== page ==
It is even easier to eat clean and get plenty of exercise cruising on a small boat at sea.


"When I'm in port I get what I need;
That American creation on which I feed!

Cheeseburger is paradise medium rare with mustard'd be nice

I like mine with lettuce and tomato
Heinz 57 and french fried potatoes
Big kosher pickle and a cold draught beer
Well, good god Almighty which way do I steer."

Too much time in port?  Could be.  Still it is obvious I should have known better than to make occasional treats into a daily habit. Since I turned 65, I have noticed that drinking beer every day, even just one or two, will cause serious, and by that I mean excruciatingly painful, health problems. My enjoyment of a pint or two of IPA four or five times a week was not the only culprit.  As the above quote from Jimmy Buffett indicates, my daily ration of beer was usually accompanied by a cheeseburger or slice of pizza which I consumed while seated at the bar in Kito's Kave talking sports, politics, hunting and fishing with with a handful of out of work deck hands and loggers and the occasional F/V captain looking for crew.  It has its appeal, I know, especially for Jack London or Ernest Hemingway fans; but it is not a long term habit one should cultivate if one aspires to good health and long life.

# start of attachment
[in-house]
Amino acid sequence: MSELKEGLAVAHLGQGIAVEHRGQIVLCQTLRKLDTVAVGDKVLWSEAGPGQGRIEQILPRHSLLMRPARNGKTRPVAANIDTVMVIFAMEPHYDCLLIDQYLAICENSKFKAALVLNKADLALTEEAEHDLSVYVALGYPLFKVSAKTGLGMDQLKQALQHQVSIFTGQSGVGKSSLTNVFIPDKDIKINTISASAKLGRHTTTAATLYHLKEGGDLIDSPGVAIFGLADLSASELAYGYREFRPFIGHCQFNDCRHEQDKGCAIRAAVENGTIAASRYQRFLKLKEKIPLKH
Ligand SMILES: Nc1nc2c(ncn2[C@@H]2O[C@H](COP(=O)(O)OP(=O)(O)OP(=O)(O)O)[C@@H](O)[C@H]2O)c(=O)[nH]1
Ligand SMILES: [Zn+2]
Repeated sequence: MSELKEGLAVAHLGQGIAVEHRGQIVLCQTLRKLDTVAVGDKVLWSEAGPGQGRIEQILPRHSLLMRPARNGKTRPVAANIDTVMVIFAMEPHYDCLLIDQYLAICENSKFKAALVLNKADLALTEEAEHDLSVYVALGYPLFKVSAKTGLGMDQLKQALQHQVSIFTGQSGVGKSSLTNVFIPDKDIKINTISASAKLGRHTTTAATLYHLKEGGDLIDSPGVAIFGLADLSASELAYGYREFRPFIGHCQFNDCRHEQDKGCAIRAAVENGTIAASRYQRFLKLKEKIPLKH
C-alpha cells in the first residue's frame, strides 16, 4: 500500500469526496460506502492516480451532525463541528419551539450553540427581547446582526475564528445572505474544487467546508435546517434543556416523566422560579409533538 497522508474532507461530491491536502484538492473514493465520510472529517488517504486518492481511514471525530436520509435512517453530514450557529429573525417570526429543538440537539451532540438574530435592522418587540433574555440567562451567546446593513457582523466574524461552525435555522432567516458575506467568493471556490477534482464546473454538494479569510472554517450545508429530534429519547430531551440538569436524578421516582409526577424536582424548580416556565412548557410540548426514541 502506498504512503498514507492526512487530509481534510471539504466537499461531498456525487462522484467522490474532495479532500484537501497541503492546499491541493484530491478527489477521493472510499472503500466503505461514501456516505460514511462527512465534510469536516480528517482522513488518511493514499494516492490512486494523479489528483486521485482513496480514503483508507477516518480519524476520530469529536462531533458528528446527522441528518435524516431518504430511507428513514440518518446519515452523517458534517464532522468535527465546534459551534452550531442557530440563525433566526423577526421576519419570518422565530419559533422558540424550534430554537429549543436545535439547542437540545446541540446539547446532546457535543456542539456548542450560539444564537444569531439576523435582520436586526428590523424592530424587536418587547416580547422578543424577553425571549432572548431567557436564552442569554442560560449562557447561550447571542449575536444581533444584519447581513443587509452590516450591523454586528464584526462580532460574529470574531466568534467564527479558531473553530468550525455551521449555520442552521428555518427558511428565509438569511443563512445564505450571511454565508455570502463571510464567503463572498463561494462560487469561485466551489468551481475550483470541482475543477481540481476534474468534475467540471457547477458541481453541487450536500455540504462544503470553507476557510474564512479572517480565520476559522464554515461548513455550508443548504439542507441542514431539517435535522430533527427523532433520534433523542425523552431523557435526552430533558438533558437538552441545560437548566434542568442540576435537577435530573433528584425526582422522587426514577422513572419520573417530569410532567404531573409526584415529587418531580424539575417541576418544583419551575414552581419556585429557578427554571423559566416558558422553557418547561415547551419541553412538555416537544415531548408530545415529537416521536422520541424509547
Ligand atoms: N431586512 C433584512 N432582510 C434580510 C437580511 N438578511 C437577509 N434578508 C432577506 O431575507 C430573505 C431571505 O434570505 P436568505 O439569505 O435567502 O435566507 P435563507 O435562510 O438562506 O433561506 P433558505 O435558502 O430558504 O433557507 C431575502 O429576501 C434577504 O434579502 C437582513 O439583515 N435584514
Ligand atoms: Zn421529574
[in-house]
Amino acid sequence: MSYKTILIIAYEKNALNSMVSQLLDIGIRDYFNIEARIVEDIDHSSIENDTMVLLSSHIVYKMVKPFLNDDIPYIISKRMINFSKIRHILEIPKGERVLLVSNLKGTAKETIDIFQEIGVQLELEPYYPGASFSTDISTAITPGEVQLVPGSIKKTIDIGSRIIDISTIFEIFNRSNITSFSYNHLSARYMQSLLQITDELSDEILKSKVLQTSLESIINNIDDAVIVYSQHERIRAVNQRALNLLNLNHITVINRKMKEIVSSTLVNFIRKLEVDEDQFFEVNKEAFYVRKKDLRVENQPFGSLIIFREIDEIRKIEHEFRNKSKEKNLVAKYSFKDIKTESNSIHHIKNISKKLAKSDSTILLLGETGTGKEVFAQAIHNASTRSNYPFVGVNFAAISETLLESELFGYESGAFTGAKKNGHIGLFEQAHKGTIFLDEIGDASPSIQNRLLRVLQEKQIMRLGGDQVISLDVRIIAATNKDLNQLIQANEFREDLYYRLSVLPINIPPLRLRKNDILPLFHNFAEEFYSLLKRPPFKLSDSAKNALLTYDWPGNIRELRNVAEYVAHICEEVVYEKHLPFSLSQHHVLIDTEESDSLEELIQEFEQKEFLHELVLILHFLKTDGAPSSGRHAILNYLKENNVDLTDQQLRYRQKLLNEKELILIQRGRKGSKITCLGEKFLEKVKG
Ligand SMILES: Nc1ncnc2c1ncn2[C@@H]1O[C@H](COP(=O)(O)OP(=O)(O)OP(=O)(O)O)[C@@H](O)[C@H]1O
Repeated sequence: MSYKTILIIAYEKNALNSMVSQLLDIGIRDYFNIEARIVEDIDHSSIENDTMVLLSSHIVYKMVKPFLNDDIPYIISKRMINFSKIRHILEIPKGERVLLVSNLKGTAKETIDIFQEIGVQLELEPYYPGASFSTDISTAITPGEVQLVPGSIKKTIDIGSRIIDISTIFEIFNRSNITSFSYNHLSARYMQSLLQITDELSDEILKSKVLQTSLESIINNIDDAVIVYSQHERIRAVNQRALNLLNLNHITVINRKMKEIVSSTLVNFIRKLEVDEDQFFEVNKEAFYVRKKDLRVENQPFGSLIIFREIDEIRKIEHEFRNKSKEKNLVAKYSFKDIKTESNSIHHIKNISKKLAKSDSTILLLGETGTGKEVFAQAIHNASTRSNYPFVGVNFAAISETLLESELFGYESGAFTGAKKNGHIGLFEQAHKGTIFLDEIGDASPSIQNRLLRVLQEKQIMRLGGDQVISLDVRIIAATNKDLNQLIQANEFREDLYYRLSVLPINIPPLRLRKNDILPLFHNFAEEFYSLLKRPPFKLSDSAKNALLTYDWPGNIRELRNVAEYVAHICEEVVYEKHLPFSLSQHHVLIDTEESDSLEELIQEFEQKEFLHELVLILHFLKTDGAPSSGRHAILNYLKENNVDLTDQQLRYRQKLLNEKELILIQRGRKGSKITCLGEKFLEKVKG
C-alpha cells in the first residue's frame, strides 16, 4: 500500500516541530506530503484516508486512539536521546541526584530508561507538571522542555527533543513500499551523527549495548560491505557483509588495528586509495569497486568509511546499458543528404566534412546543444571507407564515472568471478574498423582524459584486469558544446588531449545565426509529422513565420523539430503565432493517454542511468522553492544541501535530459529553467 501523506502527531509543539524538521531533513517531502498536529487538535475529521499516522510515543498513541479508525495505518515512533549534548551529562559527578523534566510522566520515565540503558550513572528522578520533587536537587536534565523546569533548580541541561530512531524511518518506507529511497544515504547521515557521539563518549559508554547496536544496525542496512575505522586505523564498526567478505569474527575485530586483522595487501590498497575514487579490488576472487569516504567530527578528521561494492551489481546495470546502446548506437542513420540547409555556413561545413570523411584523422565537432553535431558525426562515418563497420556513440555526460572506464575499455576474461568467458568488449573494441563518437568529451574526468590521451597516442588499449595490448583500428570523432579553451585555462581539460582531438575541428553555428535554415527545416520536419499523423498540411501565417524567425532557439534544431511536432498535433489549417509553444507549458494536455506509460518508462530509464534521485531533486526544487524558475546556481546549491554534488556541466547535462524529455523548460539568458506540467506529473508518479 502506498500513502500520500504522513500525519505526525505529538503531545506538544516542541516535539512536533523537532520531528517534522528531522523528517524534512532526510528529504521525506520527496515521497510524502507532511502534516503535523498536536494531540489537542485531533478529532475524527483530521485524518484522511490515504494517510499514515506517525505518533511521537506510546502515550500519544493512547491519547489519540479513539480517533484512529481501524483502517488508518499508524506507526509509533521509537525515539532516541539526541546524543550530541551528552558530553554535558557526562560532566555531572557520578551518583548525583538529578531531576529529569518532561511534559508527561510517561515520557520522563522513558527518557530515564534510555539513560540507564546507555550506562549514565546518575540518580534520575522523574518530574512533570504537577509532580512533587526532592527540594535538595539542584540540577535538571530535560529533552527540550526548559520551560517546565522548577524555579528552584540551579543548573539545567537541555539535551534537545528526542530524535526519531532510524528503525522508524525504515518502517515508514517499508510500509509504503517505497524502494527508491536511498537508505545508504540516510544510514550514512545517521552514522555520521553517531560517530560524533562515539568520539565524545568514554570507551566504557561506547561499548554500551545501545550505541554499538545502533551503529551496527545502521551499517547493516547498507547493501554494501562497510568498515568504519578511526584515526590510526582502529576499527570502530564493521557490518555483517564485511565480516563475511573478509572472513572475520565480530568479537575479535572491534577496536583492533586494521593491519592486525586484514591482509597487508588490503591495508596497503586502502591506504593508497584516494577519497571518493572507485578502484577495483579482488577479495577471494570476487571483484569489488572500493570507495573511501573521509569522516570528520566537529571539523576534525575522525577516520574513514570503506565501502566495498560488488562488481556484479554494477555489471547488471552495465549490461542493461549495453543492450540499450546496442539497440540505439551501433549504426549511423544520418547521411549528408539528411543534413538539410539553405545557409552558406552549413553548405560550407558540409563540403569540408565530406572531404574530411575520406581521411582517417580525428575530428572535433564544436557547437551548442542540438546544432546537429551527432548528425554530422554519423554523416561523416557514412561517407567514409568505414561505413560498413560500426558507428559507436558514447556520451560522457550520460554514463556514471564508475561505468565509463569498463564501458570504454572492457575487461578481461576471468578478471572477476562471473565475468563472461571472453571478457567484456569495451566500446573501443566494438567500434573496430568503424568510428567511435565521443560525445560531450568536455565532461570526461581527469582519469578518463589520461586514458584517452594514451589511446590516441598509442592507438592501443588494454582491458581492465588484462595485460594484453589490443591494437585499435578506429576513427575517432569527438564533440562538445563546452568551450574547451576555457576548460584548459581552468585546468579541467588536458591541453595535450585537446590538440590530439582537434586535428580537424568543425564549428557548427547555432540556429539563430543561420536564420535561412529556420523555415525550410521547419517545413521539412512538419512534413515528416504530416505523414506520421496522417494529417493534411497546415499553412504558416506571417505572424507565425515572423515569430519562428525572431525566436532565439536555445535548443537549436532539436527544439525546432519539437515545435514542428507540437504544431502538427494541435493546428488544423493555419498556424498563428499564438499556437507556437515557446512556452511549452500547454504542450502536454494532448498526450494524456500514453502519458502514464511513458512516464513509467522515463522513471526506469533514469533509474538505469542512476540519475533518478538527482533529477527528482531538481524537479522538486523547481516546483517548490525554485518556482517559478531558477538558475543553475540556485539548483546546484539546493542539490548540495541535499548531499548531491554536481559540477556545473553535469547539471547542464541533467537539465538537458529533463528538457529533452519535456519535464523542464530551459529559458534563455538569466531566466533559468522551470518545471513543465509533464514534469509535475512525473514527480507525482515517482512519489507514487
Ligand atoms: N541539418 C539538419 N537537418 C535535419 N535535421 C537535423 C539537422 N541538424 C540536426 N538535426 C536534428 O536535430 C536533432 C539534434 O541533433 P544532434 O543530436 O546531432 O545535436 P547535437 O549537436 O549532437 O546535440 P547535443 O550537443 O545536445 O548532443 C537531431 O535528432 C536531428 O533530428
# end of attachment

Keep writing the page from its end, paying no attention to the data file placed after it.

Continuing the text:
Once the problem is identified and acknowledged, a remedy can be effected.

I know, and have always known, that a steady diet of beer and cheeseburgers is unhealthy.  Whatthehellwasithinking?

I was thinking that I was being "Moderate". By my own standards, as a lifelong biker and sailor, I was. Two beers a day, I thought.  That's moderate.  Make it one pint of draft.  Sorry Chuckie.  Not good enough.  Not every day. Not anymore. You are not twenty seven anymore. Beer can no longer be an every day thing; not even a once a week thing for me. If you have a heart condition, arthritic joints and are prone to gout you should avoid certain foods. The list begins with beer.  Beer is followed by other forms of alcohol, then shellfish and red meat, especially organ meats. The penalty for ignoring this is chronic severe pain and early death.  Your list may be different, but that's mine.

As luck would have it, beer was the only real sacrifice for me and it has not proven to be a great loss after all.  I would always rather have salmon than steak and I don't much care for any kind of shellfish. I don't have much of a sweet tooth either so cleaning up my diet was just a matter of overcoming the bad habits I had allowed to creep in and avoiding foods I mostly don't care for anyway.